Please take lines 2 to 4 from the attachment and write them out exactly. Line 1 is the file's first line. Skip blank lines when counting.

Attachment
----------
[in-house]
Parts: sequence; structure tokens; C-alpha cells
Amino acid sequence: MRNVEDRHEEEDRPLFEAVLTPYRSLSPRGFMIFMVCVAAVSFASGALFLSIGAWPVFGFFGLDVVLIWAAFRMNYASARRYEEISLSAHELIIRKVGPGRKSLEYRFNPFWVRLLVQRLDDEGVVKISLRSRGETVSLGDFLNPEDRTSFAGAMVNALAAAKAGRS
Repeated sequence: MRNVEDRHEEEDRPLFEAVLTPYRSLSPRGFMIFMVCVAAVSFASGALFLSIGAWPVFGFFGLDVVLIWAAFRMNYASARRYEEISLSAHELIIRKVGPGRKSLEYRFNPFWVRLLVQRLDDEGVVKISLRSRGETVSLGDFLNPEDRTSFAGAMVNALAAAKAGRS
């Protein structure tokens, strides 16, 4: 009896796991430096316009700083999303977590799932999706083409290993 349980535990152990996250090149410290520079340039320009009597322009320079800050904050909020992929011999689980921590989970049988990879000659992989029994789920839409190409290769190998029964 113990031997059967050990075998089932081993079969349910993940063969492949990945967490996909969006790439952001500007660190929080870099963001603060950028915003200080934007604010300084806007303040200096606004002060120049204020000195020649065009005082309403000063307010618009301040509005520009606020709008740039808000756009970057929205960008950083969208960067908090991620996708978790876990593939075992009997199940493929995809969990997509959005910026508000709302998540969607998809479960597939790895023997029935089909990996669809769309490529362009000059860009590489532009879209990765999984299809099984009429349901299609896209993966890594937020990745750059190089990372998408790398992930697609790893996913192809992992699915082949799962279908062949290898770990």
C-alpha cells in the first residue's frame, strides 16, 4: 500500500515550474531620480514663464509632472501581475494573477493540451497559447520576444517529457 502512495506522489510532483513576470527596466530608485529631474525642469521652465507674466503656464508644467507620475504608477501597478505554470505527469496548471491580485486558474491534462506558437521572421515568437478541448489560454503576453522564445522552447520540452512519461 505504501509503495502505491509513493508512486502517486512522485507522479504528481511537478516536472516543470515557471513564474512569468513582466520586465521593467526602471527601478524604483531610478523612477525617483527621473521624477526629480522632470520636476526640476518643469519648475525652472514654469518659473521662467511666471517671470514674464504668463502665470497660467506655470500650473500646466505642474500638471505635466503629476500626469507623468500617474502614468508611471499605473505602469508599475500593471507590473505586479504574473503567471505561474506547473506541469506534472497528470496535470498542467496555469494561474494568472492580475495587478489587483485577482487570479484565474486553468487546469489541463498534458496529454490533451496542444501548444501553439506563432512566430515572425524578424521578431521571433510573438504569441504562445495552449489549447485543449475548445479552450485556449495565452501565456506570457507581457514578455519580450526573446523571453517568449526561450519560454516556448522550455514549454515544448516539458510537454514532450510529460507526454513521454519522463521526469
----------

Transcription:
Parts: sequence; structure tokens; C-alpha cells
Amino acid sequence: MRNVEDRHEEEDRPLFEAVLTPYRSLSPRGFMIFMVCVAAVSFASGALFLSIGAWPVFGFFGLDVVLIWAAFRMNYASARRYEEISLSAHELIIRKVGPGRKSLEYRFNPFWVRLLVQRLDDEGVVKISLRSRGETVSLGDFLNPEDRTSFAGAMVNALAAAKAGRS
Repeated sequence: MRNVEDRHEEEDRPLFEAVLTPYRSLSPRGFMIFMVCVAAVSFASGALFLSIGAWPVFGFFGLDVVLIWAAFRMNYASARRYEEISLSAHELIIRKVGPGRKSLEYRFNPFWVRLLVQRLDDEGVVKISLRSRGETVSLGDFLNPEDRTSFAGAMVNALAAAKAGRS